Where an Observer has directed the returning officer under this section to stop counting of votes or not to declare the result, the Observer shall forthwith report the matter to the Election Commission and thereupon the Election Commission shall, after taking all material circumstances into account, issue appropriate directions under section 58A or section 64A or section 66
Returning Officer for each constituency:
For each constituency/ seat (council of states) there shall be a Returning Officer appointed by the EC. The person shall be an officer of government or local body.
Election Commission can designate or nominate the same person to be the Returning Officer for have than one constituency.
Assistant Returning Officers:
The Election Commission may appoint one or more persons to assist any Returning Officer in the performance of his functions, Provided that every such person shall be an officer of Government.
Every Assistant Returning Officer shall, subject to the control of the Returning Officer, be competent to perform all or any of the functions of the Returning Officer.
District Election Officer:
The district election officer shall, with the previous approval of the Election Commission, provide a sufficient number of polling stations for every constituency the whole or greater part of which lies within his jurisdiction, and shall publish, in such manner as the Election Commission may direct, a list showing the polling stations so provided and the polling areas or groups of voters for which they have respectively been provided.
The district election officer shall appoint a presiding officer for each polling station and such polling officer or officers as he thinks necessary, but he shall not appoint any person who has been employed by or on behalf of, or has been otherwise working for, a candidate in or about the election.
A polling officer shall, if so directed by the presiding officer, perform all or any of the functions of a presiding officer under this Act or any rules or orders made there under.
In case of elections to council of states or legislative council, the returning officer will also be the presiding officer.
CRIMINALITY IN THE INDIAN POLITICAL SYSTEM - THE SUPREME COURT JUDGMENT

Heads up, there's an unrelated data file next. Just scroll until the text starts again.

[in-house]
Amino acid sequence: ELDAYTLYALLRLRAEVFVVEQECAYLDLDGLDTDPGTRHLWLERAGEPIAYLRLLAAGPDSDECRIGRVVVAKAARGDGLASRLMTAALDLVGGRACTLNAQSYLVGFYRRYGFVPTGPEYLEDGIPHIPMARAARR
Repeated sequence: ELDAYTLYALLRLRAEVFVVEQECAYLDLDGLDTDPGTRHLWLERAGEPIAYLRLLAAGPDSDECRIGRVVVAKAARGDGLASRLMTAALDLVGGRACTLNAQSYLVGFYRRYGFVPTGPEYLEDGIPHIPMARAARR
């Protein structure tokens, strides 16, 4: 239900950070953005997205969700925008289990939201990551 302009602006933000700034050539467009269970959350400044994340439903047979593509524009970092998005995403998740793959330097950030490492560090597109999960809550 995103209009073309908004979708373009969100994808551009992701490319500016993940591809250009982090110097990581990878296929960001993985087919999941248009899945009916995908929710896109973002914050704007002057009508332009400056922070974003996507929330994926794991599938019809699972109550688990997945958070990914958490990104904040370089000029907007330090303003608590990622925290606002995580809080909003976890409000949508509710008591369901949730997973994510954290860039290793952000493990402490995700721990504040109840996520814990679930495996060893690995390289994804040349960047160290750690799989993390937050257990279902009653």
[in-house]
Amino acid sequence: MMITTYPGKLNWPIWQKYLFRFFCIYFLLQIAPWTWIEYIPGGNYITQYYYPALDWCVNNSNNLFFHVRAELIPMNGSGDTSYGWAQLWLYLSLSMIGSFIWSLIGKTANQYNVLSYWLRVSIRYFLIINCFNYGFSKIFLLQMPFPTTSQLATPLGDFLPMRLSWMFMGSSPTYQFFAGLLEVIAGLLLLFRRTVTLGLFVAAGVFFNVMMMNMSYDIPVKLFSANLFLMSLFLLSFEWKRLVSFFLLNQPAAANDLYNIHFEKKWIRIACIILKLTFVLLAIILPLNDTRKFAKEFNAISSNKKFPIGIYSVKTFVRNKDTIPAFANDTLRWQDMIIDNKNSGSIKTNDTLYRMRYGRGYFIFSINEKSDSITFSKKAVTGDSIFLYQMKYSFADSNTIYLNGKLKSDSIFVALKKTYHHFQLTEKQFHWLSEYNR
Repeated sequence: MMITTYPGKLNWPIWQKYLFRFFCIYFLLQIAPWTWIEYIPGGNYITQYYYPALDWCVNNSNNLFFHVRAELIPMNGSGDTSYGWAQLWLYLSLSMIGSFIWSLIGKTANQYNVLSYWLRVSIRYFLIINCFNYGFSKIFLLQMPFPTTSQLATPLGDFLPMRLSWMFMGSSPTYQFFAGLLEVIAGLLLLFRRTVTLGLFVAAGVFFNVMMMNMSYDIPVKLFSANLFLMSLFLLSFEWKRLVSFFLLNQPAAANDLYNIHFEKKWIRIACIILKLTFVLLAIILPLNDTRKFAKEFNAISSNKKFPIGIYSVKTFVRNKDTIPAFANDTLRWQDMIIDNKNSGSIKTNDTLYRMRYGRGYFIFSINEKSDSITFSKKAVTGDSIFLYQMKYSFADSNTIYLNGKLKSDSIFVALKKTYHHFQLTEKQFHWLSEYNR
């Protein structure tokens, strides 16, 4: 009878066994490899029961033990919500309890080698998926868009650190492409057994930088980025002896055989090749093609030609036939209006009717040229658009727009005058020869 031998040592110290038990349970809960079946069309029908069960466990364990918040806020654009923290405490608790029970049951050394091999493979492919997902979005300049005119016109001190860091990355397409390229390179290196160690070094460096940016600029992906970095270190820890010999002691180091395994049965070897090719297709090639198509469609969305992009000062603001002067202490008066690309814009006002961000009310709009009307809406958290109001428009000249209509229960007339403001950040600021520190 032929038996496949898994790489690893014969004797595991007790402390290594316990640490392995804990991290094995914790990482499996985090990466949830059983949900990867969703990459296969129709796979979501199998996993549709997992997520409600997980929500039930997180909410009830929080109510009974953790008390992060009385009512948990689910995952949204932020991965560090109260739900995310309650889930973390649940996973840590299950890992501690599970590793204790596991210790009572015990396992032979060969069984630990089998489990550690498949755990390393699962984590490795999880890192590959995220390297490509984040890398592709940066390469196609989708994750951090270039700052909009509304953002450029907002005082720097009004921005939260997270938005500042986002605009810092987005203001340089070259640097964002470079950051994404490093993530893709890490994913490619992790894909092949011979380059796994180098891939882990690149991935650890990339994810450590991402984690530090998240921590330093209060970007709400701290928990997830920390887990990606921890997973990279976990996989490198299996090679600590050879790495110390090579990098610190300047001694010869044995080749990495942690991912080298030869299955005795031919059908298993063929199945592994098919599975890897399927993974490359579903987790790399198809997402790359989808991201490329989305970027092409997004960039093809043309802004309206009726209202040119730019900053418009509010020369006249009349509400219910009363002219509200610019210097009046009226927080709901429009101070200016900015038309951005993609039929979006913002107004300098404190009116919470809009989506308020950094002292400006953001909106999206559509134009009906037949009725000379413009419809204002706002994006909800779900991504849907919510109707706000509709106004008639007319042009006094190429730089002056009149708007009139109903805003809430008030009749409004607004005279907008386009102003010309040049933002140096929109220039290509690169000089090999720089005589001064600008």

The Supreme Court judgment on the 10th July, 2013 on Writ Petitions filed by Ms Lily Thomas and Mr Shukla of Lok Prahari has stated that if a sitting MP/MLA is convicted (not only charged) then he/ she would be disqualified immediately and the seat would be declared as vacant.
Sub-sections (1) of Section 8 of RPA states that a person will be disqualified for a period of 6 years from contesting or for being an MP/ MLA if he/ she is convicted of an offence mentioned in the subsection which includes charges of rape. Sub-section (2) of Section 8 of the RPA states the person will be disqualified for a period of 6 years since release for charges with imprisonment upto 6 months. Sub-section (3) of Section 8 of the RPA states that if a person is convicted and sentenced for more than 2 years then he/ she would be disqualified from the date of conviction for six years from release.
The present Supreme Court judgment has ruled that henceforth if MPs and MLAs get convicted in a court of law then such a conviction will lead to instant disqualification of the legislators. But earlier convictions don't come under the purview of this judgment. Also, if convicted MPs/MLAs appeal in higher courts and get convicted again, they would be disqualified under this Supreme Court ruling.
The present Supreme Court judgment only talks about the convictions in a court of law as the criteria for instant disqualification of the sitting MPs or MLAs. Earlier there was no deterrence for Political Parties for not giving tickets to these candidates with pending criminal cases because even if any such candidate got convicted, they would appeal against the conviction and continue to be an MP or MLA. Now since the convicted representative will immediately lose his/her seat, parties would be hesitant to give tickets to such candidates.
This is a very significant judgment, as it would act as a deterrent to political parties from giving tickets to tainted candidates. The problem concerning pending criminal cases against MPs and MLAs being dragged in the court for many years (actually decades) is also paramount. There is a PIL on this issue in the Supreme Court for which the Court has asked for response from the center and the states. We hope that the court will take it soon as this will be a very important step in the direction of curbing criminalization of politics. In addition, electoral reforms such as introducing a Bill for reform political parties apart from judicial and police reforms would help in removing criminals from politics.